MINNEAPOLIS (KMSP) - The Minnesota Sports Facilities Authority has released the guest lists for the two U.S. Bank Stadium suites retained by the authority for Vikings games, concerts and other events.
In releasing the guest lists, MSFA also announced a draft revised suite use policy aimed at increasing accountability and transparency. Changes to the policy include prohibiting friends and family of MSFA commissioners and the CEO/Executive Director from having access to MSFA suite tickets.
The proposed policy adds record-keeping requirements to document all individuals using suite tickets. These proposed changes will be discussed during the MSFA board meeting scheduled on Friday, December 16.
According to MSFA, the primary purpose of the suites is to “actively market U.S. Bank Stadium for a broad range of civic, community, athletic, educational, cultural, and commercial activities.”
View the guest lists (PDFs)
Statement from MSFA chair Michele Kelm-Helgen and CEO Ted Mondale
“The Minnesota Sports Facilities Authority is entrusted by the public to ensure that its investment in U.S. Bank Stadium is well-maintained and meets the intended purposes for building and operating a world-class multi-use facility. One of those purposes is attracting sports and entertainment events like the Super Bowl, NCAA Men’s Final Four and the X Games to the region. Suites are a critical tool to persuade event organizers and site selectors to bring their conventions, shows and sporting events to Minnesota.
While MSFA’s original suite use policy was similar to written and unwritten policies by the Metrodome and many other public venues in the region including the Ballpark Authority, Xcel Energy Center and TCF Bank Stadium, the Authority has concluded that additional measures are necessary to remain a good steward of the public’s investment in U.S. Bank Stadium while fully enabling our marketing efforts.
The Authority has decided to strengthen its suite usage policy to clearly specify the intended purpose of the suites, which is to market the stadium and the region. These changes allow the Authority to continue to attract first-class events while restoring the public’s trust.
Let me be clear – friends and family of MSFA commissioners will no longer have access to MSFA suite tickets, and the suites will only be used for event marketing purposes.”
State auditor launches investigation
The use of the suites grabbed the attention of Legislative Auditor Jim Nobles, who has announced an emergency audit of the MSFA’s suite usage.
“My stance is there are a lot of questions that need to be answered,” said Nobles. “Well, I think it’s been said by the Authority members that there have been family members and friends who have been allowed to use the seats and I don’t see the business purpose for that. I don’t see the public purpose. “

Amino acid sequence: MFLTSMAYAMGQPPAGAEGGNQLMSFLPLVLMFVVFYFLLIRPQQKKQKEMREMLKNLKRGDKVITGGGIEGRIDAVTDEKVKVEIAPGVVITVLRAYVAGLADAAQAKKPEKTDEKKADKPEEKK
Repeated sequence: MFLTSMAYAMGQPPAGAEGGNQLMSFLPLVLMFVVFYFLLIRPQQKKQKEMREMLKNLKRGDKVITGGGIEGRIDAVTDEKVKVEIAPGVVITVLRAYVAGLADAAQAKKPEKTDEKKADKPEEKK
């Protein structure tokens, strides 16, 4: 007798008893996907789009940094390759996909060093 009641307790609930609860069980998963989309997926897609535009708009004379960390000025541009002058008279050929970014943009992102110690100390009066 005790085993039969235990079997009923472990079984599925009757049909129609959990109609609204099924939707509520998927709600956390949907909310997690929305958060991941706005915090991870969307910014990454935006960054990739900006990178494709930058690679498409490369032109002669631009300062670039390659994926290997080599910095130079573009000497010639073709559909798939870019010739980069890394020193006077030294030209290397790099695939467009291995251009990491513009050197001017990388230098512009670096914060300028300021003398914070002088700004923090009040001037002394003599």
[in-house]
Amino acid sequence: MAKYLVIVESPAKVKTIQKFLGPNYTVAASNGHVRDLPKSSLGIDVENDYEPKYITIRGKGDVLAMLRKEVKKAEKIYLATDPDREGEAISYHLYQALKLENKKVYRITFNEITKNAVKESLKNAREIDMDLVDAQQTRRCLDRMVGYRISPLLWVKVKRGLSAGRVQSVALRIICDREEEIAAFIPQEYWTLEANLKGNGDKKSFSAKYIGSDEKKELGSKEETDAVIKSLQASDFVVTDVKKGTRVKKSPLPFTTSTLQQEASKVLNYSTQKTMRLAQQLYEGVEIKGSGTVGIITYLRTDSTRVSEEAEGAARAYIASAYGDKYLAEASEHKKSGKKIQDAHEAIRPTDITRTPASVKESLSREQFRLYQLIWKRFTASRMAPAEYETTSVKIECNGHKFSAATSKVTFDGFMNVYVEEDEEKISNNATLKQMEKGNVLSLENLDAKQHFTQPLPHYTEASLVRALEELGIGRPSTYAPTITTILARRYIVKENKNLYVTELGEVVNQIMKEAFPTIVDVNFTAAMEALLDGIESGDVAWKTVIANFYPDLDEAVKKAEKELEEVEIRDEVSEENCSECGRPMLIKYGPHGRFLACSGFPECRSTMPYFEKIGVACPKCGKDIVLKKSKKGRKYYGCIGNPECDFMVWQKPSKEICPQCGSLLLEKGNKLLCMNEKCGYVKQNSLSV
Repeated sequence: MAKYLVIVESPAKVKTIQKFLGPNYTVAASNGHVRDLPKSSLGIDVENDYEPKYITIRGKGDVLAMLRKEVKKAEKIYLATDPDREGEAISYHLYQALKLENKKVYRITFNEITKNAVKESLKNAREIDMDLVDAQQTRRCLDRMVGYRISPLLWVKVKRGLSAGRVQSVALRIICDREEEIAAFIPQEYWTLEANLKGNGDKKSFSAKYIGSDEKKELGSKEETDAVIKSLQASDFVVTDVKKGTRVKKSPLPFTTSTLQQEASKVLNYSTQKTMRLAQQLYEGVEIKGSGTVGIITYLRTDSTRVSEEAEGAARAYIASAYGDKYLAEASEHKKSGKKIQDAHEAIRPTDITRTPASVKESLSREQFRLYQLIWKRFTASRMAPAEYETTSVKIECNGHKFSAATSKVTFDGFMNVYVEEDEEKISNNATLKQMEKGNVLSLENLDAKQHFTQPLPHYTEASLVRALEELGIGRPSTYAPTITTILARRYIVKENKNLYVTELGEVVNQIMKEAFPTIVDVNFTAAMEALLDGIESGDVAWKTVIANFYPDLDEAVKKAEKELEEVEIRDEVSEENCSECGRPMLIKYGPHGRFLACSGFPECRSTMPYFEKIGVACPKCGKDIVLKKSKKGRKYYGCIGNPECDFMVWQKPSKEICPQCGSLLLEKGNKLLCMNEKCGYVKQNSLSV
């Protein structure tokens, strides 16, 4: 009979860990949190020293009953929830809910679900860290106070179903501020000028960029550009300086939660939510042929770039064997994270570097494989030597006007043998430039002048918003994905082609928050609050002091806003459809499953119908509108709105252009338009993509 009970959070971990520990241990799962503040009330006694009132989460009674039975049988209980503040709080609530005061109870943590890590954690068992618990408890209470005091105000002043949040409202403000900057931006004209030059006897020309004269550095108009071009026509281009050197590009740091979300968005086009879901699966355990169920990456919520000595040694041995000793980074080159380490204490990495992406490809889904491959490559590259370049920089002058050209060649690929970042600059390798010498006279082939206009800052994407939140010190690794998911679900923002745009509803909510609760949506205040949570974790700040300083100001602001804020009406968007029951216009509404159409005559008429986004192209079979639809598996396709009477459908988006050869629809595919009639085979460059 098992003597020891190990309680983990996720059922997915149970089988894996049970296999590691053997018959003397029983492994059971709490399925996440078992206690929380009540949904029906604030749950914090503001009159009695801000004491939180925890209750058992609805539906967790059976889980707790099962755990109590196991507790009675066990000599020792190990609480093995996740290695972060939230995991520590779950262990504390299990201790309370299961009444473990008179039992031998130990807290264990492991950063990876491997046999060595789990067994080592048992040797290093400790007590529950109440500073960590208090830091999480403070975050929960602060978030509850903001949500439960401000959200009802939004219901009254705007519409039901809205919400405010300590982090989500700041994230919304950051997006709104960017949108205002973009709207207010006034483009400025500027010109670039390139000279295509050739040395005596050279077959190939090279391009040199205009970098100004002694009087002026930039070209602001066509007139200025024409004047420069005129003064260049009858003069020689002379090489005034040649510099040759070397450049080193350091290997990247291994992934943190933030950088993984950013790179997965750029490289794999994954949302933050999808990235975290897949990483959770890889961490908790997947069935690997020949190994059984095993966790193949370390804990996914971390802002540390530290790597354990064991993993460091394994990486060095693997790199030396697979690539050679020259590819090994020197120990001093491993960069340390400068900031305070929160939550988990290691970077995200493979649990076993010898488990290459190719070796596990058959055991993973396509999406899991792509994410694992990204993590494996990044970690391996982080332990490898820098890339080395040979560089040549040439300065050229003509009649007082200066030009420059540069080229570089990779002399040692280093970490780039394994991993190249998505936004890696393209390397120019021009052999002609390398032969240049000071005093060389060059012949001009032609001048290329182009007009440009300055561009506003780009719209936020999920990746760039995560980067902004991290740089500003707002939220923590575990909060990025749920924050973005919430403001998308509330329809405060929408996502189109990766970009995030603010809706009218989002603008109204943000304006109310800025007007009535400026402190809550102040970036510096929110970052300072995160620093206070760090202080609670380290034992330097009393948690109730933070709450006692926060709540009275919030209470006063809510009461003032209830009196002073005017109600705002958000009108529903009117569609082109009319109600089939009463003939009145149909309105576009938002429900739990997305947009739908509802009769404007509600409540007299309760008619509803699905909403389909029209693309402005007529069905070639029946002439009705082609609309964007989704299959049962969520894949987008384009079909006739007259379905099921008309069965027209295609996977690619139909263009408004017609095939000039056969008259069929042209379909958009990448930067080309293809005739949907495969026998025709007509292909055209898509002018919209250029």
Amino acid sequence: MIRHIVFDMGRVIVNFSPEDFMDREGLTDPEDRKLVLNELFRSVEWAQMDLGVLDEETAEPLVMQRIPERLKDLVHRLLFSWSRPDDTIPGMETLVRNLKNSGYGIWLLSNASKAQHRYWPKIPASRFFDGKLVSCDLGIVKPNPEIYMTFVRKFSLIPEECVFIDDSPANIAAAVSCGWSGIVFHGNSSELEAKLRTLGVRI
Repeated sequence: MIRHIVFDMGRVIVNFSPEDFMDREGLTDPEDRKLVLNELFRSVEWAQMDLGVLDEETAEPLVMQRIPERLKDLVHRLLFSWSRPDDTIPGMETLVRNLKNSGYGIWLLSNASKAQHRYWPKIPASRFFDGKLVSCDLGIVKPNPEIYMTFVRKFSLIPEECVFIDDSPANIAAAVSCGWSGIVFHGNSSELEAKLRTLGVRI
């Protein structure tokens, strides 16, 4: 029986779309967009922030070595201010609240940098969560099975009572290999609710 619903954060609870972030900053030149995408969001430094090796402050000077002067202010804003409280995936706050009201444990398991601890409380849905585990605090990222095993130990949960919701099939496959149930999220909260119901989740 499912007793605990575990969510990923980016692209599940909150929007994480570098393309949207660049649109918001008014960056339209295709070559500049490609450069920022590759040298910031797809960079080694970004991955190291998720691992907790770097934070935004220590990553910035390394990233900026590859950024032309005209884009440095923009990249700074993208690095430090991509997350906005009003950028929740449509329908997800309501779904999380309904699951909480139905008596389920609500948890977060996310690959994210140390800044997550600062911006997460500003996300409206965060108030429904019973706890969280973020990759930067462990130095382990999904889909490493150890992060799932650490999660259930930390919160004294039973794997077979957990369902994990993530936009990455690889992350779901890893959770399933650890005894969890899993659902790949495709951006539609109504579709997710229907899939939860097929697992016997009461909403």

Nobles says this office will try and complete its investigation early in 2017 for the start of the legislative session.
Two Republican lawmakers have called on the MSFA to stop using the two suites at U.S. Bank Stadium until questions about ethics and who has used the suites have all been answered. Some of the suite tickets to Vikings games and concerts went to public officials and family members. Many have since reimbursed the MSFA, but that does not satisfy Rep. Peggy Scott.
“Those tickets are actually valued at more than $800, so $200 per ticket is not going to cut it,” said Scott.
Statement from Gov. Mark Dayton
“I commend the Minnesota Sports Facilities Authority for releasing the names of guests at its suites and for developing a more stringent policy governing their use. Those changes are consistent with my previously-stated position that public funds should only be expended for a public purpose.”
Why should MSFA retain two suites?
According to MSFA: “The Authority negotiated an agreement with the Minnesota Vikings to carve out two suites that remain controlled by the Authority, while the remaining suites are controlled by the Minnesota Vikings. The option to use two suites for marketing allows MSFA and its partners to simultaneously host large groups looking at U.S. Bank Stadium as a venue for a future convention or event. Returning one or both suites to the Minnesota Vikings would put U.S. Bank Stadium at a competitive disadvantage to other regional venues and generate new stadium revenue for the Minnesota Vikings.”